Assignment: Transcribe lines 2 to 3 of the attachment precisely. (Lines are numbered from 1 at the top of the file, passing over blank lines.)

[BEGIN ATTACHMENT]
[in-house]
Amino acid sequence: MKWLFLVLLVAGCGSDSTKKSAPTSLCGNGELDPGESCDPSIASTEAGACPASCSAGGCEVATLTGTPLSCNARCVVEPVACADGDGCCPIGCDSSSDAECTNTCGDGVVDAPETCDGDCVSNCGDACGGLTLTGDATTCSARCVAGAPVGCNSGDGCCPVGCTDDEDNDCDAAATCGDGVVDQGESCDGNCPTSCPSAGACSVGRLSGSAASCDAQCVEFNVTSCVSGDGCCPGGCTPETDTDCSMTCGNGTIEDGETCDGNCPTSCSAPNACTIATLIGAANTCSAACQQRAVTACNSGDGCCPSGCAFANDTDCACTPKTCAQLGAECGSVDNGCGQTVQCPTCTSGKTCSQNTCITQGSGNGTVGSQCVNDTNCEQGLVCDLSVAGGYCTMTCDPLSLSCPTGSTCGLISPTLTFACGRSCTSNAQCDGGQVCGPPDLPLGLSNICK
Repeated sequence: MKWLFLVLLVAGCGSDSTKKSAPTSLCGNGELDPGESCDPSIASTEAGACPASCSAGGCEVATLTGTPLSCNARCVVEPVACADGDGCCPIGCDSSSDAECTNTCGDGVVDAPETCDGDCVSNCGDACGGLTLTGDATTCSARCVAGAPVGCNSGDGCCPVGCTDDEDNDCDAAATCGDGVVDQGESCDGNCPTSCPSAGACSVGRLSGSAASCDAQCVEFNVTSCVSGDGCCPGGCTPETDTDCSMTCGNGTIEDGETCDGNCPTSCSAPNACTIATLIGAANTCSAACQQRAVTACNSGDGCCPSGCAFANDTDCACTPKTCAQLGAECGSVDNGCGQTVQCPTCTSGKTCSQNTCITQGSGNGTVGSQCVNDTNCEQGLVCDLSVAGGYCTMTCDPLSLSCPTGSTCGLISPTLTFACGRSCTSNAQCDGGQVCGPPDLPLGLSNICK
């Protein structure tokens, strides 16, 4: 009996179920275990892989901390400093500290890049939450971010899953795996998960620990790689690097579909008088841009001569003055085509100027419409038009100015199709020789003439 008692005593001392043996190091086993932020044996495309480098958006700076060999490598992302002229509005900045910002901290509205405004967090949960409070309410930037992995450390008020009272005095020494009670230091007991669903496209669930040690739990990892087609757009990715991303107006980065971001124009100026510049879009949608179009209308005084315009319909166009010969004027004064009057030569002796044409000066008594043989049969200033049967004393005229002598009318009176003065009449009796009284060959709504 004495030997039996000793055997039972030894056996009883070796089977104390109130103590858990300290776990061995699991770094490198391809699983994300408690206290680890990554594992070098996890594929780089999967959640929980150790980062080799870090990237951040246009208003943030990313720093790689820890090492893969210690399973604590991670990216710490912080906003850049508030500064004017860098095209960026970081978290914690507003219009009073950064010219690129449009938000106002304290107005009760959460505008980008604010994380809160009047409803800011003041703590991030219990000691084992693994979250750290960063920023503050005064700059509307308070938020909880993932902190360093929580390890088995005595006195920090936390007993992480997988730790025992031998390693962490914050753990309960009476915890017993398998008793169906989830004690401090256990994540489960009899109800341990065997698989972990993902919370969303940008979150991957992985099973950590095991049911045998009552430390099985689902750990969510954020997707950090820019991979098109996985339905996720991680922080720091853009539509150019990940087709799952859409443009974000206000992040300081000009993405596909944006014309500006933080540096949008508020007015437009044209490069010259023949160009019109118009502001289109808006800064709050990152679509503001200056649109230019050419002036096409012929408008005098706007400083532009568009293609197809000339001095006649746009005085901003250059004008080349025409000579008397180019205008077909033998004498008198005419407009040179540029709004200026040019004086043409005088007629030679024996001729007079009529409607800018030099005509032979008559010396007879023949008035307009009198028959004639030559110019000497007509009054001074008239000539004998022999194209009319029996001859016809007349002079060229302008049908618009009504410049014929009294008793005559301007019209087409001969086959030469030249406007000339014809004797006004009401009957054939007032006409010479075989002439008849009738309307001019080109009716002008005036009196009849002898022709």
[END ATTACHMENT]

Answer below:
Amino acid sequence: MKWLFLVLLVAGCGSDSTKKSAPTSLCGNGELDPGESCDPSIASTEAGACPASCSAGGCEVATLTGTPLSCNARCVVEPVACADGDGCCPIGCDSSSDAECTNTCGDGVVDAPETCDGDCVSNCGDACGGLTLTGDATTCSARCVAGAPVGCNSGDGCCPVGCTDDEDNDCDAAATCGDGVVDQGESCDGNCPTSCPSAGACSVGRLSGSAASCDAQCVEFNVTSCVSGDGCCPGGCTPETDTDCSMTCGNGTIEDGETCDGNCPTSCSAPNACTIATLIGAANTCSAACQQRAVTACNSGDGCCPSGCAFANDTDCACTPKTCAQLGAECGSVDNGCGQTVQCPTCTSGKTCSQNTCITQGSGNGTVGSQCVNDTNCEQGLVCDLSVAGGYCTMTCDPLSLSCPTGSTCGLISPTLTFACGRSCTSNAQCDGGQVCGPPDLPLGLSNICK
Repeated sequence: MKWLFLVLLVAGCGSDSTKKSAPTSLCGNGELDPGESCDPSIASTEAGACPASCSAGGCEVATLTGTPLSCNARCVVEPVACADGDGCCPIGCDSSSDAECTNTCGDGVVDAPETCDGDCVSNCGDACGGLTLTGDATTCSARCVAGAPVGCNSGDGCCPVGCTDDEDNDCDAAATCGDGVVDQGESCDGNCPTSCPSAGACSVGRLSGSAASCDAQCVEFNVTSCVSGDGCCPGGCTPETDTDCSMTCGNGTIEDGETCDGNCPTSCSAPNACTIATLIGAANTCSAACQQRAVTACNSGDGCCPSGCAFANDTDCACTPKTCAQLGAECGSVDNGCGQTVQCPTCTSGKTCSQNTCITQGSGNGTVGSQCVNDTNCEQGLVCDLSVAGGYCTMTCDPLSLSCPTGSTCGLISPTLTFACGRSCTSNAQCDGGQVCGPPDLPLGLSNICK